Paper Mache – for Beautiful Sculptures and Masks

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Used Jonni’s pattern to make a mask for a Safari theme day at my workplace. No one believed I made it until I showed them the inside where my Shreddies boxes showed LOL. Our team used this mask and some cardboard monkey masks to set the scene for the theme day.

Karen Norris

Latest Paper Mache Tutorials:

I’ve used [your paper mache clay] recipe countless times for many years, it’s the best modeling medium I’ve ever tried. Dries hard as a rock and allows for some great detail. I’ve had to break a piece off of a piece of metal and I literally had to whack it with a hammer as hard as I could a few times to get it loose. Thank you so much for inspiring my creativity!!

Dalet Bet

Masks and Sculptures Made by Our Readers:

439 thoughts on “Paper Mache – for Beautiful Sculptures and Masks”

  1. Hi Jonni,
    I am going to be a hotdog vendor for Halloween and I came across your website when I decided to make a box of paper mache hotdogs. I watched a few of your tutorials, but I’m wondering if you might offer advice on which recipe(s) I should use.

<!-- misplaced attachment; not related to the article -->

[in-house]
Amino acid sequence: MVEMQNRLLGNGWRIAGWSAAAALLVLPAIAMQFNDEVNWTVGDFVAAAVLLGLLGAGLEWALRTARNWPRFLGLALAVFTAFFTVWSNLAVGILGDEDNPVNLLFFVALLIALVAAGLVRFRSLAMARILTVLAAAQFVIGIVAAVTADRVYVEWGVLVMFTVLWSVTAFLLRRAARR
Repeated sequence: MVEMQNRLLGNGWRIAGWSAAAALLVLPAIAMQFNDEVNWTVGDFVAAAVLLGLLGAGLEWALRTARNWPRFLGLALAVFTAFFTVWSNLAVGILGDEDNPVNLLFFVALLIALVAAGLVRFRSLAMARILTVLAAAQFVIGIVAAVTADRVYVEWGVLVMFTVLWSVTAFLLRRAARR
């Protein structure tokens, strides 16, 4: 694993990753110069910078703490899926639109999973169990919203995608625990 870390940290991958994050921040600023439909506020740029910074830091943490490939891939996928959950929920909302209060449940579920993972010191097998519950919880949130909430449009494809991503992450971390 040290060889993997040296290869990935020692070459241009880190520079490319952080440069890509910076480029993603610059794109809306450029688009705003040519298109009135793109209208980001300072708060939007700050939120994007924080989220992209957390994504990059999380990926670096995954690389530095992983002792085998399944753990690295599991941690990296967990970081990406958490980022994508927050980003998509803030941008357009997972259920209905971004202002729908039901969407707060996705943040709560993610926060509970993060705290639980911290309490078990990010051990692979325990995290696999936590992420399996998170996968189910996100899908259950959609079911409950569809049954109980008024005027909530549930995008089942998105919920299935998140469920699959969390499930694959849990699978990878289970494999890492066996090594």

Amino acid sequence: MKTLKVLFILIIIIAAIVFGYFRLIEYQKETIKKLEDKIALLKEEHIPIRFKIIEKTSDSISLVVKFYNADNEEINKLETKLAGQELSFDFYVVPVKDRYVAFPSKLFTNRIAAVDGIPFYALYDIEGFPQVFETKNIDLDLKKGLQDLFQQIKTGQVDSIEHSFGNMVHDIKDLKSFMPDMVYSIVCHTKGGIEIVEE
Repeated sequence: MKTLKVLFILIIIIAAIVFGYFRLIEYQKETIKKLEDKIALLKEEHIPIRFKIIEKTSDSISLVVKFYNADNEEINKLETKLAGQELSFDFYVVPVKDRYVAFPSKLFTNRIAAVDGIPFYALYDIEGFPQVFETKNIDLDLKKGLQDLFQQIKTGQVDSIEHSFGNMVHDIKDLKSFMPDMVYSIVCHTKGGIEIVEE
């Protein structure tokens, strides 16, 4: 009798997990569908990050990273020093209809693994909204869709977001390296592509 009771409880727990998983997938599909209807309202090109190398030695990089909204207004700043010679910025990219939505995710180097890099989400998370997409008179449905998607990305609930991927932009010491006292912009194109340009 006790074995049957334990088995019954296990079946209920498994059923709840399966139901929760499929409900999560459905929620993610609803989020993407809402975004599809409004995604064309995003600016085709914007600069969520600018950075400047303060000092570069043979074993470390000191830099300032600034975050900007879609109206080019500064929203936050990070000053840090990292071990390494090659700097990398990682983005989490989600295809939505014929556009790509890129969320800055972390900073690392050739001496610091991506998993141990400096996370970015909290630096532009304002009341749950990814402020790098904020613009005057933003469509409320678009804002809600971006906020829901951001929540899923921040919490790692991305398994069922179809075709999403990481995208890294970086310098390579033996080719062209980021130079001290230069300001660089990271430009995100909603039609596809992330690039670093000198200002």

I made my buns using crumbled paper and masking tape and I planned on using your paper mache clay recipe over the buns I made. I plan to use balloons for the actual hotdogs.

    I watched a few of your tutorials, but I’m wondering if you might offer advice on which recipe(s) I should use for each. I was thinking that I would use your paper mache clay recipe for the hotdog buns, but I saw that it won’t work with the balloon. For the balloons, do you recommend using newsprint with a glue+water paper mache mixture? Once finished, I plan to seal them with gesso then pain them and hot glue the hotdogs into the buns. Does this sounds like a good plan or would you recommend a different method(s)? Thank you so much!

    • Hi Sarah. I don’t recommend any form of paper mache with balloons. The air inside the balloons will expand and shrink as it changes temperature, and you almost always get either wrinkled paper mache, or cracks. However, balloons do have great shapes, so I can see why they’re so appealing. You might want to try covering your balloons using the cooked flour and water paste with thin torn strips of newspaper to make a nice smooth paintable surface. Wrap your paper all the way around the balloon, if you can, to make the the paper mache as strong as possible. You’ll need several layers, and make sure the paper mache is dry all the way through before letting the air out of the balloon. If there’s any moisture left in the layer next to the rubber, your paper mache hot dogs will collapse.

      You might also want to watch my video that I made about using a layer of plaster cloth first – that really does work well, and takes most of the frustration out of the project – but if you don’t have a hobby store handy, the plaster cloth would have to be ordered online.


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